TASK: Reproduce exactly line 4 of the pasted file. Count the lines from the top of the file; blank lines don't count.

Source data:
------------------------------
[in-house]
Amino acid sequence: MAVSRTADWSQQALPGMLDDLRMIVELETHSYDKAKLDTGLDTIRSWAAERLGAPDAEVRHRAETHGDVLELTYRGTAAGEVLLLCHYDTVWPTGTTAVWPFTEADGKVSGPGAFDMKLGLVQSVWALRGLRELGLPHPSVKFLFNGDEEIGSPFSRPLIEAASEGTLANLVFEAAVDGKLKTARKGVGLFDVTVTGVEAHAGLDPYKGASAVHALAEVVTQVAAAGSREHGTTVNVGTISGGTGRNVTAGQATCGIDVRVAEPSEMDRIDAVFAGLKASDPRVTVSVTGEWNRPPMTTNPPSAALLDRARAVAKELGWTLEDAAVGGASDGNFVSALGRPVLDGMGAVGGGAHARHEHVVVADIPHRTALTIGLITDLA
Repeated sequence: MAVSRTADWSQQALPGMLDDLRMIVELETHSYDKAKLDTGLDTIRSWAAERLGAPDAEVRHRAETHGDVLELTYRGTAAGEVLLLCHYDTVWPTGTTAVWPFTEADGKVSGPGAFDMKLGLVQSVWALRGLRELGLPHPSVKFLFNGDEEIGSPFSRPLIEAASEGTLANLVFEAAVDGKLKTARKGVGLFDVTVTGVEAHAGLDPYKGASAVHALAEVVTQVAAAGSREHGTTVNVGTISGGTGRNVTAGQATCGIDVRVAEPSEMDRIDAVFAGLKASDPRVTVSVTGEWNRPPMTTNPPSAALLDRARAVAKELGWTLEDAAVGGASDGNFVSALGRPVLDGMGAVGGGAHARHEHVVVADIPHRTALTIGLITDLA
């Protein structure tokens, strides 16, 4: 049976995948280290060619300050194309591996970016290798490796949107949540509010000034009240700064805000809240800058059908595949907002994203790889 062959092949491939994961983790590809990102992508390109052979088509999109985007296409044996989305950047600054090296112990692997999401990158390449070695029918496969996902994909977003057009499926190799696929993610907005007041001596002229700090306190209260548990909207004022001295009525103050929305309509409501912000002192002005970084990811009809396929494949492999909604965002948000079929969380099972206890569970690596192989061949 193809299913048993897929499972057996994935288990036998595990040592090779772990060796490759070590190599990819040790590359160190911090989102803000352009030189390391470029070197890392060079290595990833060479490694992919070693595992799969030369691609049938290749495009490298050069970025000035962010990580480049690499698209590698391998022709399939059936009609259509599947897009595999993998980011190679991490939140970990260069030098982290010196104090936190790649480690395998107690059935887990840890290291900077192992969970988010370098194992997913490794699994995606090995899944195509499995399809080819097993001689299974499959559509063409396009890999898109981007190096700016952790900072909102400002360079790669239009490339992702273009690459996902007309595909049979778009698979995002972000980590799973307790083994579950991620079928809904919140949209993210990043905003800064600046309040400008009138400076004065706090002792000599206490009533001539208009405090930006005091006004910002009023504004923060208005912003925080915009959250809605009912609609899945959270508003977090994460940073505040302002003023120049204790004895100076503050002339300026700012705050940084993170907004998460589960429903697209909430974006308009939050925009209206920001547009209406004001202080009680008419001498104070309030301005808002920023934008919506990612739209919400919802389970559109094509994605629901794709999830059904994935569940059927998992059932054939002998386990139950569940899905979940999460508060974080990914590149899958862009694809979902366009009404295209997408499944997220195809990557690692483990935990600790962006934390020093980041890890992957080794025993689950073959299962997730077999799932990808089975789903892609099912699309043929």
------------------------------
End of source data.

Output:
């Protein structure tokens, strides 16, 4: 049976995948280290060619300050194309591996970016290798490796949107949540509010000034009240700064805000809240800058059908595949907002994203790889 062959092949491939994961983790590809990102992508390109052979088509999109985007296409044996989305950047600054090296112990692997999401990158390449070695029918496969996902994909977003057009499926190799696929993610907005007041001596002229700090306190209260548990909207004022001295009525103050929305309509409501912000002192002005970084990811009809396929494949492999909604965002948000079929969380099972206890569970690596192989061949 193809299913048993897929499972057996994935288990036998595990040592090779772990060796490759070590190599990819040790590359160190911090989102803000352009030189390391470029070197890392060079290595990833060479490694992919070693595992799969030369691609049938290749495009490298050069970025000035962010990580480049690499698209590698391998022709399939059936009609259509599947897009595999993998980011190679991490939140970990260069030098982290010196104090936190790649480690395998107690059935887990840890290291900077192992969970988010370098194992997913490794699994995606090995899944195509499995399809080819097993001689299974499959559509063409396009890999898109981007190096700016952790900072909102400002360079790669239009490339992702273009690459996902007309595909049979778009698979995002972000980590799973307790083994579950991620079928809904919140949209993210990043905003800064600046309040400008009138400076004065706090002792000599206490009533001539208009405090930006005091006004910002009023504004923060208005912003925080915009959250809605009912609609899945959270508003977090994460940073505040302002003023120049204790004895100076503050002339300026700012705050940084993170907004998460589960429903697209909430974006308009939050925009209206920001547009209406004001202080009680008419001498104070309030301005808002920023934008919506990612739209919400919802389970559109094509994605629901794709999830059904994935569940059927998992059932054939002998386990139950569940899905979940999460508060974080990914590149899958862009694809979902366009009404295209997408499944997220195809990557690692483990935990600790962006934390020093980041890890992957080794025993689950073959299962997730077999799932990808089975789903892609099912699309043929």